3. Mudhoney – The Only Son of the Widow From Nain
"Soon afterward Jesus went to a town named Nain, accompanied by His disciples and a large crowd. And when He arrived at the gate of the town, a funeral procession was coming out. A young man had died, the only son of his mother, and she was a widow. And a large crowd from the town was with her. And when the Lord saw her, His heart was filled with pity for her, and He said to her, 'Do not weep.' Then He walked over and touched the coffin, while the pallbearers stood still. Jesus said to the dead man, 'Young man, I say to thee, arise!' And he who was dead sat up and began to talk, and Jesus gave him back to his mother. Then they all were filled with awe and praised God. And they said, 'A great prophet has risen among us' and 'God has visited His people.' This news about Jesus went out through all the country and the surrounding territory." "Fuckin' Lazarus got all the fame." I died a million deaths at the Paradise. It was wonderful.

4. Sroeng Santi – Kuen Kuen Lueng Lueng
"Riff… from… 'Iron Man.' We're stealing the ri-iff from 'Iron Man.'" Taken from a compilation of sixties/seventies Thai psych called Thai? Dai! The Heavier Side of the Luk Thung Underground. This implies a merely heavy side of the luk thung underground with which I am unfamiliar. That movement must have picked over Foghat and the Guess Who.

5. Chrome – March of the Chrome Police (A Cold Clammy Bombing)
The first Chrome song I ever heard, or at least the first I heard that made me pay attention. And now it's an award-winner! The weird second vocal track still creeps me out, reminding me of Buffalo Bill taunting the senator's daughter in The Silence of the Lambs (and setting up Six Finger Satellite's "Paralyzed by Normal Life"). Can you believe Buffalo Bill went on to become Leland Stottlemeyer in Monk, one of the best shows of the last ten years? Gotta hand it to the guy… "so hard."

6. The Brian Jonestown Massacre – This Is the One Thing We Did Not Want to Have Happen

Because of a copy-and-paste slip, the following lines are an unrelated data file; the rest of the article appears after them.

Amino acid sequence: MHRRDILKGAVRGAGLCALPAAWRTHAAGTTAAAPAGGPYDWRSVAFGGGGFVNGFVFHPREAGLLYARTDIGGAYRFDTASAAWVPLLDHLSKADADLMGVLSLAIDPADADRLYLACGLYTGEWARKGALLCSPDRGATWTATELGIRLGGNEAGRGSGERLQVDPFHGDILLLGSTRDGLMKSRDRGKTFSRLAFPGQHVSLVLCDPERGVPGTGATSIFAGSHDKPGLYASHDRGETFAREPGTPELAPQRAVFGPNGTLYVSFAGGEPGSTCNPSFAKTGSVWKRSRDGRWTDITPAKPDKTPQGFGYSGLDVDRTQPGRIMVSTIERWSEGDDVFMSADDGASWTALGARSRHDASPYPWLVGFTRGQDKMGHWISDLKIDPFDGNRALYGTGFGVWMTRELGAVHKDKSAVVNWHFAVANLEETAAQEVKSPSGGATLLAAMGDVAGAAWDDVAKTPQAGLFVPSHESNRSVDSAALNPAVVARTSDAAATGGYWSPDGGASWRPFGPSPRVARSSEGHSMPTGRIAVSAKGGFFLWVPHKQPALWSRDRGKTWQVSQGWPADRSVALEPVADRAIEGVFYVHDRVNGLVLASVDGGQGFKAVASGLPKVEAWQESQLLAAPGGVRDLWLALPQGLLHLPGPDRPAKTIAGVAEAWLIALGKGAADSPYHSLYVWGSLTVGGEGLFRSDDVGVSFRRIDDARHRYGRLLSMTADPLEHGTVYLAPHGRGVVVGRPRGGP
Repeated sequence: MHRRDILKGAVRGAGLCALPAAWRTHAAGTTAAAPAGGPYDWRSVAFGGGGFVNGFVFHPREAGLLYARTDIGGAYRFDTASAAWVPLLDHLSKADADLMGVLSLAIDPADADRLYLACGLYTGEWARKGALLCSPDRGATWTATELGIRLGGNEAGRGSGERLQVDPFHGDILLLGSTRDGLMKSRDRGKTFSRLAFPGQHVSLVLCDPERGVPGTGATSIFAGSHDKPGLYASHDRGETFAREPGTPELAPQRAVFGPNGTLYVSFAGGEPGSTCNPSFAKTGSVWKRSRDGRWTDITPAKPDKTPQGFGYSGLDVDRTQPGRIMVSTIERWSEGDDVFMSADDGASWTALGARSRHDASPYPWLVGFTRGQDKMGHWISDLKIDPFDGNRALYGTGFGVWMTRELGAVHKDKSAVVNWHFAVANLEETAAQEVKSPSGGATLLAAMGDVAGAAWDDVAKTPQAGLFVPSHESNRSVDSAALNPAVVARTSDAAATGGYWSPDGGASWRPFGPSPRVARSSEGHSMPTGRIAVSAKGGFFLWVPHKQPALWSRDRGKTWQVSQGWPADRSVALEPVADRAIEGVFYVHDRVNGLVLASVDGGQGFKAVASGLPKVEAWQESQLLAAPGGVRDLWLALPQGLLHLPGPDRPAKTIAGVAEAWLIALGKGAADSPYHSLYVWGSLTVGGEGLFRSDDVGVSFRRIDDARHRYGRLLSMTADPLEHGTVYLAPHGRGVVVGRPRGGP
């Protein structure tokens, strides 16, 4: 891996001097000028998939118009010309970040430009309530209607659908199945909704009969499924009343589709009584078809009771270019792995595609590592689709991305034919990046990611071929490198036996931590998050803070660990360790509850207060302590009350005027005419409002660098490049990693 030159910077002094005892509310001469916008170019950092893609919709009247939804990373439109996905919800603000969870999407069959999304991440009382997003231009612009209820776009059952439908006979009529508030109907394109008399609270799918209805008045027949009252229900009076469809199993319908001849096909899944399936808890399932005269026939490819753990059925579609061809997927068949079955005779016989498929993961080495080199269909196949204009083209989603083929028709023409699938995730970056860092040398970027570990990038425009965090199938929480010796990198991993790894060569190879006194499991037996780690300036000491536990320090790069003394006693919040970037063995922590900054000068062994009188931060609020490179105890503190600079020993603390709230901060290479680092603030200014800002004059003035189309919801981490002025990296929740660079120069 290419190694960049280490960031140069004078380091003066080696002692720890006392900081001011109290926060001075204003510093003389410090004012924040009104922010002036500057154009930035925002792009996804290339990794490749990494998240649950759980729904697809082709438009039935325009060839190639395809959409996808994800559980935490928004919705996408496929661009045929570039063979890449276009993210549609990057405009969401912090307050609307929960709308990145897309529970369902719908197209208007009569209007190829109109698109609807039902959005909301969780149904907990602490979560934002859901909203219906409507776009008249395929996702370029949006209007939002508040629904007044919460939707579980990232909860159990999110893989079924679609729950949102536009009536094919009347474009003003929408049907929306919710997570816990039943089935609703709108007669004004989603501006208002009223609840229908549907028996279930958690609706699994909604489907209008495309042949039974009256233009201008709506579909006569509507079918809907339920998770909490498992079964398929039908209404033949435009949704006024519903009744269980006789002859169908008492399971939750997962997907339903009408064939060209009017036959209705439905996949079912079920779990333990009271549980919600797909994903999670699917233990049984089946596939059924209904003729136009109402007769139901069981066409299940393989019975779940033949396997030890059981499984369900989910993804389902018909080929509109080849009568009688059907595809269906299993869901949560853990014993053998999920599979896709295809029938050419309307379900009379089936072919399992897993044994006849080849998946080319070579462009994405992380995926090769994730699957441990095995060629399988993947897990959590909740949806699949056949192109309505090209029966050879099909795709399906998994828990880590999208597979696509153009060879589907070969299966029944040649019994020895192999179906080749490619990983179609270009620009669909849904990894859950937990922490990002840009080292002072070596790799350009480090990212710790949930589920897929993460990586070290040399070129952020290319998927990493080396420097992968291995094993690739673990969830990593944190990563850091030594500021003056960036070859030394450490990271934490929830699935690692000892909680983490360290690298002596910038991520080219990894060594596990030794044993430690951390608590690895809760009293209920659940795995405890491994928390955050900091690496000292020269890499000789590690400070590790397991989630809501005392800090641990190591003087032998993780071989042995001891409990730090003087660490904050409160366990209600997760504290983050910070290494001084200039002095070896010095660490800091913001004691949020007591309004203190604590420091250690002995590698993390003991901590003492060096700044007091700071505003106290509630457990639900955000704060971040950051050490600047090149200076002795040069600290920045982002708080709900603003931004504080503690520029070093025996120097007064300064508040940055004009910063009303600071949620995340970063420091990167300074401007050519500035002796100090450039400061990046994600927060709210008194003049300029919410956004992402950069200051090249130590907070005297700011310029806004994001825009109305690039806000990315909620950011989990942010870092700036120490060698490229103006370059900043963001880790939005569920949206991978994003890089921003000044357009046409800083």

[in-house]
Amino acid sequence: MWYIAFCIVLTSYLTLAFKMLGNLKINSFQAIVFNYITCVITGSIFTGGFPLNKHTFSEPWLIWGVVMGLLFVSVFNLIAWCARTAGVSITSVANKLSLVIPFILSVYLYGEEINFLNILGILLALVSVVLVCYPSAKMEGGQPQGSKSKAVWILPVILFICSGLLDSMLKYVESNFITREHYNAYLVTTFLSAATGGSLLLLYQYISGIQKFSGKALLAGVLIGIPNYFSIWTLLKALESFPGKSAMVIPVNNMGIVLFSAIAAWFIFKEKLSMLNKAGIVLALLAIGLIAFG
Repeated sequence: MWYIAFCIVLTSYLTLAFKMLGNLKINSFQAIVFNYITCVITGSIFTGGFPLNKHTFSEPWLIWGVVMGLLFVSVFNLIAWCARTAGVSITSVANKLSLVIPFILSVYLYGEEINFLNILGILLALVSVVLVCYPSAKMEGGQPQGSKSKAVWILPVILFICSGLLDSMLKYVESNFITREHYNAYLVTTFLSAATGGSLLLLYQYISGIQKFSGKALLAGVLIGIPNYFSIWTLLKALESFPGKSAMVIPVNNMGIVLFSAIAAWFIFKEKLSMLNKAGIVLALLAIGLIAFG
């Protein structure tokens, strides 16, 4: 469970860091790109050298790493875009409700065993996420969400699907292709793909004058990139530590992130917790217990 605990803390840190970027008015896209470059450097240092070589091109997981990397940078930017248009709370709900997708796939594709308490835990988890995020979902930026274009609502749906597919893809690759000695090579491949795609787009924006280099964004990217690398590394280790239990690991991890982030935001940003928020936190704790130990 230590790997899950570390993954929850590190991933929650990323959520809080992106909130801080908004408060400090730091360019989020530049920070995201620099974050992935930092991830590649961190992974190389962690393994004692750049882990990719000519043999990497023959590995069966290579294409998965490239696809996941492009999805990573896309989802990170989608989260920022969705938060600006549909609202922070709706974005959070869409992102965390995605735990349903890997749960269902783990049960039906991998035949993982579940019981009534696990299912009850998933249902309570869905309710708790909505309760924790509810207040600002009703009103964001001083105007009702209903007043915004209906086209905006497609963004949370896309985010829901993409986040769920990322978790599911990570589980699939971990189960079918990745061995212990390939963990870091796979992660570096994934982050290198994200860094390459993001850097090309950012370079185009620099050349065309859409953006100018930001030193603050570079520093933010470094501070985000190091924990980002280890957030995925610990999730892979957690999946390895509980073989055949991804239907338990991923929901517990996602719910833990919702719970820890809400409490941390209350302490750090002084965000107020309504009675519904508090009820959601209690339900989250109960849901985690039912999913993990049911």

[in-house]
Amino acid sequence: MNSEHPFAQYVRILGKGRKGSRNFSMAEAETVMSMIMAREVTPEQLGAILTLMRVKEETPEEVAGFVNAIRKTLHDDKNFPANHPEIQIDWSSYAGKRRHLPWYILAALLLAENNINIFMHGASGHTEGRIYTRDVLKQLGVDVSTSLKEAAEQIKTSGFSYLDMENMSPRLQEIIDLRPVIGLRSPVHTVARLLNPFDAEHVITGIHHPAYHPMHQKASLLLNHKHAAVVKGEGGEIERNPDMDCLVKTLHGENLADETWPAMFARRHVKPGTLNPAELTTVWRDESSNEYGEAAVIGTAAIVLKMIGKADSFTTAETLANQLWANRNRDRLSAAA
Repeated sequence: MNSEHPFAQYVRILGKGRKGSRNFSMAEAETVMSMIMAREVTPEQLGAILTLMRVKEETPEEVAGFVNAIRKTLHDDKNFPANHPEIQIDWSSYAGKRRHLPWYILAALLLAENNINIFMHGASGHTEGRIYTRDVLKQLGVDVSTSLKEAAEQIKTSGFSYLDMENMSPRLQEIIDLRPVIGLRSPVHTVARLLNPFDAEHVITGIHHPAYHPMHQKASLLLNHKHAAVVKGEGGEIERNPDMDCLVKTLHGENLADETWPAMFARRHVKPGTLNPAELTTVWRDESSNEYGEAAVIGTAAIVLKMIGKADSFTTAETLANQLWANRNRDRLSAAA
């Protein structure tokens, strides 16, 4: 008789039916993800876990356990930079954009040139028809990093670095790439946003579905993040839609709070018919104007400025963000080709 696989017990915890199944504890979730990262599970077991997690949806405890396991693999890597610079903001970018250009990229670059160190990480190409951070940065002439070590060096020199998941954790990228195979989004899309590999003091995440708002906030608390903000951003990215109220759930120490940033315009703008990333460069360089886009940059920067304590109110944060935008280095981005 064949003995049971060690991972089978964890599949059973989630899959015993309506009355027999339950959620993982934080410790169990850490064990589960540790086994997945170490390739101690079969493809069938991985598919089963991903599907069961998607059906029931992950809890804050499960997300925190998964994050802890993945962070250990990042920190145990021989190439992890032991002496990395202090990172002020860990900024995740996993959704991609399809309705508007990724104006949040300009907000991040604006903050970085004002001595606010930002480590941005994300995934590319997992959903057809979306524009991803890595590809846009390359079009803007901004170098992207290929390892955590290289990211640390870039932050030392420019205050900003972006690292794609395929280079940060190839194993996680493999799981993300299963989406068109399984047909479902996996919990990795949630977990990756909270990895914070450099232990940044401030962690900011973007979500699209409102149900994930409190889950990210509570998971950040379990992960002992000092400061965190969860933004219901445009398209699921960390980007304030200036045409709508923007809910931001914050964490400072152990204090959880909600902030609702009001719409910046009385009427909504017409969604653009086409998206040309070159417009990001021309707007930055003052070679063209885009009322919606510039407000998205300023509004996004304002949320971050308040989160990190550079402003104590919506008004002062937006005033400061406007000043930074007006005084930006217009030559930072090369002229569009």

This is the same group (well, Anton) who updated the Stones with Their Satanic Majesties Second Request among three solid albums released in 1996? Creativity wanes here as the rhythm is driven into the ground—lucky for you and me it's a quality riff, even as the banal chorus of "We were strangers before we met" plods on. Still better than all that Icelandic bullshit he went through a few years ago. Stay fresh, provoke and feed the habit, baby.

7. Cozy Powell – And Then There Was Skin
Uh-oh, I accidentally absorbed a few lyrics from the last song. Time for an instrumental break! At one point I had three instrumentals on here. Uncommon if appropriate in that I pay no attention to lyrics. I hope you're listening in hell, Keith Moon, because a song that features the drums as a lead instrument doesn't have to be all batshit cymbals.

8. The Reverend Gary Davis – I Won't Be Back No More (Live)
From the three-disc Newport Folk Festival: Best of the Blues 1959–1968 compilation. I bought it years ago at the Newbury Comics in Amherst (while slumming as a publishing rep, or perhaps after I'd quit) and listened to it maybe once. Then I ripped and sold it two or three years back and listened to it maybe once more, figuring I'd struggle to filter out much of disc two's "country blues" before dumping the rest onto Sonik Truth II. And yet with fresh ears the entire set sounds great. Don't be deceived by the subtitle: this basically cuts off at 1965, with three exceptions (Bukka White in 1966 and two Muddy Waters numbers in 1968) across fifty-one songs.

9. Pretty Things – Old Man Going
The title track Whoops! Seriously, you'd think that a daughter who's latched onto the phrase "I see yooou!" and smiles her cancer-curing smile every time she says it would render you powerless to exclude a song of the same name. Instead you move a little further along the SF Sorrow narrative and choose one about loneliness, regret and death. I don't know what to tell you, it's a more complete chapter that doesn't abruptly cut off at the end. So I'll tell you that.

10. Gary Clark Jr. – Numb
This was a year of mind-blowing late-night television appearances. Gary and his band were on The Late Show With David Letterman a few months ago and boy, what a performance. You can tell when Dave is really impressed, it's not the usual "Great guys, thanks for coming on, good job… Craig Ferguson is next!" Instead it's "Alright! [Band name], ladies and gentlemen! How about that, Paul? That was great! Thanks for coming on, that was something else! Thank you! [Band name]! Goodnight, everyone!" That was me. I was all "Wow, Gary Clark Jr.! Who the fuck is this guy? Something else! That's what it's all about! I'm going to bed!"

11. Giles, Giles & Fripp – I Talk to the Wind
From The Brondesbury Tapes, recorded in 1968 before Fripp and one of the Gileses went on to form King Crimson and record an inferior "official" version of "I Talk to the Wind" for In the Court of the Crimson King. "21st Century Schizoid Man" is so fucking good, though, that it compensates for any underachievement, anywhere, by anybody (except Billy Joel).

12. Black Flag – I'm the One